Wedding Invitation Etiquette - Addressing Invitations from the Bride & Groom

Wedding Invitation Etiquette - Addressing from the Bride & Groom

What type of ceremony is it?

Standard etiquette calls for the phrase “request the honour of your presence” if the ceremony will be held in a place of worship. For a secular ceremony, use “pleasure of your company” instead.

Wedding Invitation Etiquette - Request the Honour of Your Presence

Wedding Invitation Etiquette - Request the Pleasure of Your Company

How should the couple’s names be written?

Formal etiquette would have the couple’s full names used, including second names and a title for the groom. Nowadays, most couples simply use their first and last names, but the bride still usually goes first.

Note: if your parents are named on the invite and you share a surname with them, there’s no need to repeat it a second time. For example:

Mr & Mrs John Peterson
request the pleasure of your company
at the marriage of their daughter
Jane
to
Maddox Walters

When and where is the wedding?

Keep details relatively simple (full details and directions can be included elsewhere), but be sure to include date, time and venue for the both ceremony and reception.

Variations

A wedding hosted by both sets of parents:


Mr. & Mrs. Joshua Rall and Mr. & Mrs. Sean Gallagher
request the pleasure of your company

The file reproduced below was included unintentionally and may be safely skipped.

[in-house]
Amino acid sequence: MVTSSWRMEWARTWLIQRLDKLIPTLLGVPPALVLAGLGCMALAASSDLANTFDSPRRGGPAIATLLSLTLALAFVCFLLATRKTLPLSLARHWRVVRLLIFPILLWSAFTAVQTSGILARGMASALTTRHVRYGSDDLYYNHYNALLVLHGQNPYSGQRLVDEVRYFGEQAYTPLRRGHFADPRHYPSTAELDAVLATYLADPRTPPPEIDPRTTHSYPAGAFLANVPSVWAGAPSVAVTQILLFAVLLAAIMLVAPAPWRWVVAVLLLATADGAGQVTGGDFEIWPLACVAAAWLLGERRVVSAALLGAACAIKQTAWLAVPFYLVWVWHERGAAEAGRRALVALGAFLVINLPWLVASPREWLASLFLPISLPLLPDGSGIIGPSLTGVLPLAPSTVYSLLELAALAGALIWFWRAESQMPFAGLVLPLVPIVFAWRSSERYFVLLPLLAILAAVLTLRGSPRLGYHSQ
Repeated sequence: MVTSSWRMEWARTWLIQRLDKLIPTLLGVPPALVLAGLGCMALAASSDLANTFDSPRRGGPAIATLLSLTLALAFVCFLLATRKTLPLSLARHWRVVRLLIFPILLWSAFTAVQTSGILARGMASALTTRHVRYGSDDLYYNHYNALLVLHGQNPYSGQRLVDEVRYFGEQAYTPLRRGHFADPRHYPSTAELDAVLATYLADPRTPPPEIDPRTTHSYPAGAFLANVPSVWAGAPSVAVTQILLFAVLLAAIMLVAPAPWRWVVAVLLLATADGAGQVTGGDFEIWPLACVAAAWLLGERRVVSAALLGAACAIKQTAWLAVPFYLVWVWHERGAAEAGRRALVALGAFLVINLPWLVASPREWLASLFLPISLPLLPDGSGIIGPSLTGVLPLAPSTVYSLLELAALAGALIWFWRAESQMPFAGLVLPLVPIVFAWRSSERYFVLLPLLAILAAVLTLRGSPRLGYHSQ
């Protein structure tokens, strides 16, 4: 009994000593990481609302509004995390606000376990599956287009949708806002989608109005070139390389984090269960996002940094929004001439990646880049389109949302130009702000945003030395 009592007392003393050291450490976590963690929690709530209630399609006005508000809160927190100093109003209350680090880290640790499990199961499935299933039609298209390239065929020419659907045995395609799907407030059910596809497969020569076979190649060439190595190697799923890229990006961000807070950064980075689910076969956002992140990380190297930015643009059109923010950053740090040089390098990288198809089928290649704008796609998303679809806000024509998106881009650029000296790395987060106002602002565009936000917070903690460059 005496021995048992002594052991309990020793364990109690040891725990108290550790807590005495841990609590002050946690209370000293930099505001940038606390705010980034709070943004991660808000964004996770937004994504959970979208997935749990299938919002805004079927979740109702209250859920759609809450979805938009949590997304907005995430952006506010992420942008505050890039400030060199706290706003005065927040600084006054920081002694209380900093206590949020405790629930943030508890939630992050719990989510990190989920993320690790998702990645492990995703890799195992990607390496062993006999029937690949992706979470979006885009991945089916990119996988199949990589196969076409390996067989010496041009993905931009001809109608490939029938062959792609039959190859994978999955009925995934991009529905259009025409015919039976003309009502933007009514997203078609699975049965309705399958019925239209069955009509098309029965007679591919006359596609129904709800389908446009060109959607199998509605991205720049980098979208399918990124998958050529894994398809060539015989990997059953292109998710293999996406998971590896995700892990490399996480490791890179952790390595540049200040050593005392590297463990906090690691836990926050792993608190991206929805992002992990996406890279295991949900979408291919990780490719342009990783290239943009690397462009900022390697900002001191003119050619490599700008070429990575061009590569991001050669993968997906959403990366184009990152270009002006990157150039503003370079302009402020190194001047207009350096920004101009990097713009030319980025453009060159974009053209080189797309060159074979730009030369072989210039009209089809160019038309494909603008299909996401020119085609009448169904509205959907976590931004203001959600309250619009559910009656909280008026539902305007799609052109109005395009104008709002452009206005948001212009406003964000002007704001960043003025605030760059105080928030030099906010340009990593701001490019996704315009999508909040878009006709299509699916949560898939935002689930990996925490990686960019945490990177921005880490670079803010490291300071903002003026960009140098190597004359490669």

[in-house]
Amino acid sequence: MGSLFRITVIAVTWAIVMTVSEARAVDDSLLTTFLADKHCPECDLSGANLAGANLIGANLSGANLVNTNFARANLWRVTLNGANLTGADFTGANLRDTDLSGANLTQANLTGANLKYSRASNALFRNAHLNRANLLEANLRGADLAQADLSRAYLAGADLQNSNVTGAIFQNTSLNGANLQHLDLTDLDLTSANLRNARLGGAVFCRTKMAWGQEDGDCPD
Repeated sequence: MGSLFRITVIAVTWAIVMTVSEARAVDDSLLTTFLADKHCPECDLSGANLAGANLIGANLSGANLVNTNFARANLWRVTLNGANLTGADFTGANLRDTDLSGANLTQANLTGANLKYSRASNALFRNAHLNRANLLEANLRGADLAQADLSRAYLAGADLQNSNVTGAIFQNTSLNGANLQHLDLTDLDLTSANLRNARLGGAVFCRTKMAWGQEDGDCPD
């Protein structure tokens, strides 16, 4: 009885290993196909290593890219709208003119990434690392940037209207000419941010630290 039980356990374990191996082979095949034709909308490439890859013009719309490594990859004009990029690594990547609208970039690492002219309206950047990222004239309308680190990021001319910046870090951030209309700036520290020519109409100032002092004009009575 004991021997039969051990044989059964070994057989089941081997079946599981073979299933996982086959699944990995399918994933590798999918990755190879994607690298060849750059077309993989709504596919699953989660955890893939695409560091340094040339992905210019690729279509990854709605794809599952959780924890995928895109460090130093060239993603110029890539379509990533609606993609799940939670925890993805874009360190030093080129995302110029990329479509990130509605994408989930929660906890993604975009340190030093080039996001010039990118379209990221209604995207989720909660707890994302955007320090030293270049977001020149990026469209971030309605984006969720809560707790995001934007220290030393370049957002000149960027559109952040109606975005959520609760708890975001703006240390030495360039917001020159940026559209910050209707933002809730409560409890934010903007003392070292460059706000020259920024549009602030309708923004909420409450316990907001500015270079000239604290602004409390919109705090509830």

at the marriage of their children
Alyssa Chiemi Rall and Stephen Michael Gallagher

Wedding Invitation Etiquette - Addressing Invitations from both Parents

A wedding hosted by divorced parents:

Mr. Jeff Saito and Mrs. Jane Clarke
request the honour of your presence
at the marriage of their daughter
Elizabeth Saito
to
Joshua Kennedy

A wedding hosted by divorced and remarried parents:


Mr. & Mrs. Joshua Rall and Mr. & Mrs. Henry Nakagawa
request the pleasure of your company
at the marriage of their daughter
Alyssa Chiemi Rall
to
Stephen Michael Gallagher

Note: the bride’s father and stepmother’s names are usually written first followed by the bride’s mother and stepfather.

You could also include all parents (yes as long-winded as it might be):

Mr. & Mrs. Jeff Saito and Mr. & Mrs. Henry Nakagawa
request the pleasure of your company
at the marriage of their daughter
Alyssa Chiemi Nakagawa
to
Stephen Michael Gallagher
son of Mr. and Mrs. Sean Gallagher

Again, the bride’s father and stepmother’s name would normally be written first even though in the above example the bride has taken the surname of her stepfather.

Wedding Invitation Etiquette - Adressing from Remarried Parents

Wedding Invitation Etiquette - Adressing from Remarried Parents and Groom's Parents
 
 
Invitations by Wedding Paper Divas
 
 
So that covers the basics of what to write on your wedding invitations. Next week in Part II of Wedding Invitation Etiquette we’ll be covering RSVP Cards and Information Cards along with Gift Registries and Wishing Wells.

Until then, Happy Planning!